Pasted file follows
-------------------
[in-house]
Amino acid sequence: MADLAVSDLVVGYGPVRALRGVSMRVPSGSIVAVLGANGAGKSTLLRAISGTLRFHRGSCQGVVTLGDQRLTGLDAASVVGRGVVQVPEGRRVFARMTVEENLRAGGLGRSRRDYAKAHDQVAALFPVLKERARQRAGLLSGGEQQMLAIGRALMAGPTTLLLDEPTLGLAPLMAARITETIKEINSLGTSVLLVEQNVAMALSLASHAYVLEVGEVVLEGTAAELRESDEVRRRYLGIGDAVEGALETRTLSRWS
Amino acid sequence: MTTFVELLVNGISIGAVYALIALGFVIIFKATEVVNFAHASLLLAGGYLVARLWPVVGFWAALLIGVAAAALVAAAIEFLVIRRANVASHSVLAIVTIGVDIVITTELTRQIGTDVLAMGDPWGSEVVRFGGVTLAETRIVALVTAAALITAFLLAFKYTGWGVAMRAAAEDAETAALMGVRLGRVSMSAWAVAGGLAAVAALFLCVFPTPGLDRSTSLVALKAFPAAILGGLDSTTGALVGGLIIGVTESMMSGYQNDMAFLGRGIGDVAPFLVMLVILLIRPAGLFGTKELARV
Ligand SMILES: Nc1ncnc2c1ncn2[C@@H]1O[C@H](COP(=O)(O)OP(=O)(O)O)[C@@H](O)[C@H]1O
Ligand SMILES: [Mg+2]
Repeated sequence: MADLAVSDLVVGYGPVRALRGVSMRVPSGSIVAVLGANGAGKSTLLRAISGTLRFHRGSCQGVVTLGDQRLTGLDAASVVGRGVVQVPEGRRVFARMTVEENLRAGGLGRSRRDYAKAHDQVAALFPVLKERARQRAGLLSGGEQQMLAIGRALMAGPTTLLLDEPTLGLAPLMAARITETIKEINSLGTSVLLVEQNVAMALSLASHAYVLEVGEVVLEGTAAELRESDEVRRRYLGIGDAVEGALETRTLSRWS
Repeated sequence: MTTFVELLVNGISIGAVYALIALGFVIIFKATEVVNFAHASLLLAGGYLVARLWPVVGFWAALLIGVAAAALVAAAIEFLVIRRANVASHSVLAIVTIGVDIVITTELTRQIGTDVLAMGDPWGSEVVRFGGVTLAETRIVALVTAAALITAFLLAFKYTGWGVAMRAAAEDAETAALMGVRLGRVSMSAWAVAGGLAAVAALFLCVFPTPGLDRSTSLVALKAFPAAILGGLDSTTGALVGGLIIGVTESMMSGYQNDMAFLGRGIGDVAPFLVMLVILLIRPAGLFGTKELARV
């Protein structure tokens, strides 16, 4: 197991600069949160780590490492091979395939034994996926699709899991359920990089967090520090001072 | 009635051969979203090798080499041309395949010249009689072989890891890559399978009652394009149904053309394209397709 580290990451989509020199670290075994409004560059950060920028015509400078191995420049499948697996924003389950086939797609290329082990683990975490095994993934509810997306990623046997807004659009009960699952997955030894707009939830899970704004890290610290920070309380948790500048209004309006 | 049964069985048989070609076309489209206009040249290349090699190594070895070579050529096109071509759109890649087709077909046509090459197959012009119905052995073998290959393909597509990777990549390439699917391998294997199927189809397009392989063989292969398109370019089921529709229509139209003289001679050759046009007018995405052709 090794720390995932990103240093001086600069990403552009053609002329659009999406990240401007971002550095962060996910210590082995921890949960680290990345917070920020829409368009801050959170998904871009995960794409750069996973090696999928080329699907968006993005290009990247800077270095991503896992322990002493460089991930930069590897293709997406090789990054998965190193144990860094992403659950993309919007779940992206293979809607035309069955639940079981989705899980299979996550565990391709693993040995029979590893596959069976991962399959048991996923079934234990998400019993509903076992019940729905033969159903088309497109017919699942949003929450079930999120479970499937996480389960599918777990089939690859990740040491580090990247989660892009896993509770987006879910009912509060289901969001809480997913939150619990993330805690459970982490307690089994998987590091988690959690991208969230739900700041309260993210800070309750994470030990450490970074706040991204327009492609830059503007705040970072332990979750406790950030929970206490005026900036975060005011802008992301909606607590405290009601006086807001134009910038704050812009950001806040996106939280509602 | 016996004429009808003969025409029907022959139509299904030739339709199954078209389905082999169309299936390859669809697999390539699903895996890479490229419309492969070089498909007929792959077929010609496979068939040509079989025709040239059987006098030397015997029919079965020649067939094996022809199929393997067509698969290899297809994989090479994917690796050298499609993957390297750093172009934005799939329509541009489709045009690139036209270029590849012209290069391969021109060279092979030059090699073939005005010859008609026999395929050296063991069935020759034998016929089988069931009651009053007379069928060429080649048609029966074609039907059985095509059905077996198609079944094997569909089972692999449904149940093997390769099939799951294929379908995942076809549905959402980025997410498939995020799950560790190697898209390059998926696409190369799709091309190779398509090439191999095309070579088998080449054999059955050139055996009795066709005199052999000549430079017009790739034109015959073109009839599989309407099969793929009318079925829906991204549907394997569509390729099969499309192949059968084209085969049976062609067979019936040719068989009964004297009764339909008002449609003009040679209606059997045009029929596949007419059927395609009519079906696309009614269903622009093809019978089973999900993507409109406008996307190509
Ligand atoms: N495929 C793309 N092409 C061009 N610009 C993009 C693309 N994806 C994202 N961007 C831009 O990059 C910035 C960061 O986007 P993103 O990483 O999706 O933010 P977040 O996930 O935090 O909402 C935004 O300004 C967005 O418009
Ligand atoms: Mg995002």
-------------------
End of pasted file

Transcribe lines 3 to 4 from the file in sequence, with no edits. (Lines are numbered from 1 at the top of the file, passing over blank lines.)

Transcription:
Amino acid sequence: MTTFVELLVNGISIGAVYALIALGFVIIFKATEVVNFAHASLLLAGGYLVARLWPVVGFWAALLIGVAAAALVAAAIEFLVIRRANVASHSVLAIVTIGVDIVITTELTRQIGTDVLAMGDPWGSEVVRFGGVTLAETRIVALVTAAALITAFLLAFKYTGWGVAMRAAAEDAETAALMGVRLGRVSMSAWAVAGGLAAVAALFLCVFPTPGLDRSTSLVALKAFPAAILGGLDSTTGALVGGLIIGVTESMMSGYQNDMAFLGRGIGDVAPFLVMLVILLIRPAGLFGTKELARV
Ligand SMILES: Nc1ncnc2c1ncn2[C@@H]1O[C@H](COP(=O)(O)OP(=O)(O)O)[C@@H](O)[C@H]1O